But having someone mistakenly think that you’re ill is not the same as being accused of something, and using that wording does a huge disservice to people who actually do have eating disorders. It tells them that their disorder is something they should feel some amount of shame over, something they shouldn’t be open about because it’s clearly still seen as a choice or a character flaw rather than an actual illness. The phrase often perpetuates the idea that people with eating disorders are all skinny and that you can identify them on sight, because it’s most often leveled at thin people with no other evidence of an eating disorder beyond “you’re really skinny”. Very rarely is someone “accused” of having an eating disorder because they express unhealthy or damaging attitudes towards their body.

Other ways of phrasing this idea might not be quite as succinct. “Believed to have an eating disorder” doesn’t come across in nearly as dramatic a light. But it is more accurate, and that means that it’s preferable. The way we talk about eating disorders contributes greatly to the perception of them and whether or not we see them as serious. This is an extremely easy adjustment to make that can help decrease the stigma around eating disorders.

On the other end of the spectrum we have the endlessly overused phrase “battling depression”. In my Google alert for depression today alone I saw three articles that used this phrase in their title. There are probably times and places to use the word “battling” when describing someone’s relationship with depression. There have definitely been times in my life when I’ve felt as if I’m waging a war inside my own mind. But it should not be the only phrase we can come up with to describe an illness. Especially because depression is not always incredibly active in someone’s life, even if they do still have it, the phrase “battling” can be misleading about what it’s like to live with depression. Sometimes you’re surviving. Sometimes you’re struggling. Sometimes you’re being beaten up by your depression. Sometimes you just have it.

Of course it’s hard to have depression, and most people who have it end up fighting back against it in some fashion or other at some point in their life. But not all of us feel like we can do it all the time. Not all of us have the energy to constantly be “battling”, and the implication that having depression is always a battle means that if you aren’t fighting back then you’ve accepted it and you’re not trying hard enough. While depression has started to move past some of the stereotypes and stigmas that still seriously plague eating disorders, we do tend to have a single narrative about it, and it’s rarely one that recognizes the complexity of what it means to experience depression.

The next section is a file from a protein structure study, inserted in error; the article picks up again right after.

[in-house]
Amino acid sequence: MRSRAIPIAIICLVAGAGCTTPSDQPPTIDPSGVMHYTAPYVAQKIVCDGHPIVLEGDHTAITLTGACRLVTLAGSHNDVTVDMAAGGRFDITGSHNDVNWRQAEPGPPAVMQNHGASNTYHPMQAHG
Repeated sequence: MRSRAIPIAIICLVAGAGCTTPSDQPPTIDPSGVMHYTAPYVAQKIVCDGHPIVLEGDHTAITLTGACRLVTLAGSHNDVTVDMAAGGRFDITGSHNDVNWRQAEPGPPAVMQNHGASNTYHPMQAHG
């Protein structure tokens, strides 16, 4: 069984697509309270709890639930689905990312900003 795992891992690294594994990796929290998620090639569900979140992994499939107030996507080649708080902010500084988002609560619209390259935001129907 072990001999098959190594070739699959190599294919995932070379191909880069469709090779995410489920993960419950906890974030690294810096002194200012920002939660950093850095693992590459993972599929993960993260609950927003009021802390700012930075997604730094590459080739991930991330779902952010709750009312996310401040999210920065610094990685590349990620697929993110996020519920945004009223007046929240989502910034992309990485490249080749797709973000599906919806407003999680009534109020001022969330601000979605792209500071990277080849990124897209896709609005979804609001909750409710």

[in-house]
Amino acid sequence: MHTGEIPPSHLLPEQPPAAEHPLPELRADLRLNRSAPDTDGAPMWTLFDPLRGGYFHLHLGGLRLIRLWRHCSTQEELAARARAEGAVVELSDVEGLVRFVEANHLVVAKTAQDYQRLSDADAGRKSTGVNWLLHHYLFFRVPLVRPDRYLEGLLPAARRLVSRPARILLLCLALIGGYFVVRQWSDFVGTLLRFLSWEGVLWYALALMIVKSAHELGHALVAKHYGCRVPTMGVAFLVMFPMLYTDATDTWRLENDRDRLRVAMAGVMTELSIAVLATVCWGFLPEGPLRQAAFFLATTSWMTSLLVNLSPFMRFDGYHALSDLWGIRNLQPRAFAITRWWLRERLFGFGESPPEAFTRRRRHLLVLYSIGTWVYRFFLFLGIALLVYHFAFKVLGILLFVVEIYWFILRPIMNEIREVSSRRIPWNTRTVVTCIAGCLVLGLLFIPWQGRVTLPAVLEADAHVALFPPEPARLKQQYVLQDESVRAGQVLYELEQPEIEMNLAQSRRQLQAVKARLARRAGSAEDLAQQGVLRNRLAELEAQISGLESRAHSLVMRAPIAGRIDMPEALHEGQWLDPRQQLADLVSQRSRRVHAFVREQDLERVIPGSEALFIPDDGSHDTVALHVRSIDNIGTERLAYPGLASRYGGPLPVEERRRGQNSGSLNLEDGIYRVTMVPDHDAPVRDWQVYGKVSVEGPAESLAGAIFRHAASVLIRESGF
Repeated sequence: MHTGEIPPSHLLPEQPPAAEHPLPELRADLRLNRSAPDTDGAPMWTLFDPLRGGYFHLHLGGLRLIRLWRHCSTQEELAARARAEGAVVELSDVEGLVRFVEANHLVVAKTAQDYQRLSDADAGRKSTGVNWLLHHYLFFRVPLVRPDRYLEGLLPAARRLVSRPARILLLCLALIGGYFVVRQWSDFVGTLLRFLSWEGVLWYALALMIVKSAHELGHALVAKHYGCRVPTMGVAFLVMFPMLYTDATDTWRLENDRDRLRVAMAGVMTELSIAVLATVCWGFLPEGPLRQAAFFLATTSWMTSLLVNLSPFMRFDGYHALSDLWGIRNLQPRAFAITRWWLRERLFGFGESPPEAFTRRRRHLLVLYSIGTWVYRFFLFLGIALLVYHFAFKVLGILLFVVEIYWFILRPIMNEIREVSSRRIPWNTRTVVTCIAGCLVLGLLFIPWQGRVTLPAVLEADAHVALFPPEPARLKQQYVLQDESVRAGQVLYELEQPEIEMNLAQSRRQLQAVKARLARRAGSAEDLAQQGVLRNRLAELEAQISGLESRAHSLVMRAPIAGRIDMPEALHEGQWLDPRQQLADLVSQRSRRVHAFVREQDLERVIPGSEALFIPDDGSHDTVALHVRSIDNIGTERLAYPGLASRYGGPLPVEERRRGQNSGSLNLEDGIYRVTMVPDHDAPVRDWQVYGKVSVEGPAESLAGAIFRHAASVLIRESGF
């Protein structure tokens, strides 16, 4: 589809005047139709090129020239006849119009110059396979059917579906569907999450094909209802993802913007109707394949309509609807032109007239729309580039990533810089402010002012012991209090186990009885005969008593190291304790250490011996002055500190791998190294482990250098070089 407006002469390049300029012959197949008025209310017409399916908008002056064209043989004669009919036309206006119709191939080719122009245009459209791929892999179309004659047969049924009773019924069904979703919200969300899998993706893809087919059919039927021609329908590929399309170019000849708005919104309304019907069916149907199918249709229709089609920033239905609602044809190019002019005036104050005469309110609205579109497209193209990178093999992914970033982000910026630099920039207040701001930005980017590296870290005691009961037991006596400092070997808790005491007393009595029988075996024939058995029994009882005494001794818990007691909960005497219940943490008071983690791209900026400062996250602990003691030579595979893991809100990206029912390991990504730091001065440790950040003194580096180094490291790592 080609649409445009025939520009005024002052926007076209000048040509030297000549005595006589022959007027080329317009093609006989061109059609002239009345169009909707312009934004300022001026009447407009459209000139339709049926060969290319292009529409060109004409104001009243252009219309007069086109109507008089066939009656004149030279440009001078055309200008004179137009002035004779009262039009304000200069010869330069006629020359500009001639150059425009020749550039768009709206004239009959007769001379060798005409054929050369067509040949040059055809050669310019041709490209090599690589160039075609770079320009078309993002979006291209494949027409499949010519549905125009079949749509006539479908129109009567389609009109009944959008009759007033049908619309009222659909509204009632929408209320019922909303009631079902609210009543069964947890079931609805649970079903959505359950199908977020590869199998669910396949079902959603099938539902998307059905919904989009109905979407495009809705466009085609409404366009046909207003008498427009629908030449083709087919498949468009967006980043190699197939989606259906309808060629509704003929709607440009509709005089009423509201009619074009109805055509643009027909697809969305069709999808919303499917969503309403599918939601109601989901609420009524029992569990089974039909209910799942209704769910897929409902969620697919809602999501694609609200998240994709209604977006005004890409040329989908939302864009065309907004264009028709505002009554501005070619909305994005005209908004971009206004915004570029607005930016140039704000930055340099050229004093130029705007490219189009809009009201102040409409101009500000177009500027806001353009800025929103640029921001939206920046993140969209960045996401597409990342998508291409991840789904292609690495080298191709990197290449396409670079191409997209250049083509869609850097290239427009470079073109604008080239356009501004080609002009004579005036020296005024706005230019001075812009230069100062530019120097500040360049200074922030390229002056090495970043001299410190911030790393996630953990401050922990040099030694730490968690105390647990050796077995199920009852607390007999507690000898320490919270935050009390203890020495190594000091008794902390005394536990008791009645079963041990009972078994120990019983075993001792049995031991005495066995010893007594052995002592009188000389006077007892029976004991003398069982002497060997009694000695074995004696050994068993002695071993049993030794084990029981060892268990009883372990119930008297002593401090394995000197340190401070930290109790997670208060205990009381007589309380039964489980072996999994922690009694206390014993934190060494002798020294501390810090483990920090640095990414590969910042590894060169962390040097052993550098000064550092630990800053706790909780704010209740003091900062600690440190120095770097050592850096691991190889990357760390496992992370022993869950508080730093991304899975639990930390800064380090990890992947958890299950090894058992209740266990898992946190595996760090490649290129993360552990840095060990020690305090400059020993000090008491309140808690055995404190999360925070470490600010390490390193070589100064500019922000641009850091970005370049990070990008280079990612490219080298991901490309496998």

We rarely note the fact that people with depression live like most other people, have hobbies, sometimes enjoy themselves, have relationships, hold down jobs, have good days and bad days, sometimes let the bad feelings happen and sometimes work really hard to feel better, just like most other people. They have an additional stressor to deal with, but they’re more complicated than a single trait.

I’m certainly not proposing a complete ban on the phrase “battling depression” but for goodness sakes could we shake it up every once in a while? This is just getting to the point of extremely bad writing, and we can do better.

 

Why I Ship Spuffy

One of the oldest debates in fandom is Spuffy vs. Bangel. If you have no idea what I’m talking about, go watch Buffy the Vampire Slayer immediately and then report back. Done? Ok, good. Now I realize that this debate hasn’t really been active in quite a while, but it’s one that’s close to my heart and one of my friends recently told me that he doesn’t think Buffy and Spike should be together. I immediately told him we could never speak again until he changes his mind, and in the spirit of that I will now definitively tell you why Spuffy is the best ship ever (ok maybe not, but I do think there are some truly beautiful things about their relationship).

Now I am the first to admit that in season 6 their relationship is abusive. Wholly abusive. Spike does not in any way understand consent (he badgers her until she has sex with him many times, will physically restrain her when she tries to leave his presence, and regularly ignores her requests). Buffy on the other hand just uses him and then proceeds to insult him, berate him, yell at him, beat him up, and generally act emotionally abusive (“you’re not a man. You’re a thing”).

But Spike is right when he points out that they understand each other: both of them are broken people who don’t understand how they fit into the universe and are attempting to fulfill roles that will never be quite right for them. Buffy will never be the perfect, motivated, “good” Slayer that she was before she died. Spike will never be the big bad that he was before he got his chip. Both of them are struggling with feeling pointless, and both of them see themselves in the other. Spike has always had a talent for truth telling (see season 3, Love Walk, when he tells Buffy and Angel that they will never be friends) and he is the only of Buffy’s lovers that doesn’t idealize her in some way: he sees her dark bits and he loves those bits. He loves her complexity and her struggle because it makes her human, it makes her relatable, it makes her stronger: he sees that she has to choose over and over to continue in a life that isolates her, and she does it because it is right. He doesn’t try to sugarcoat that fact for her, he simply reminds her that it makes her an amazing human being.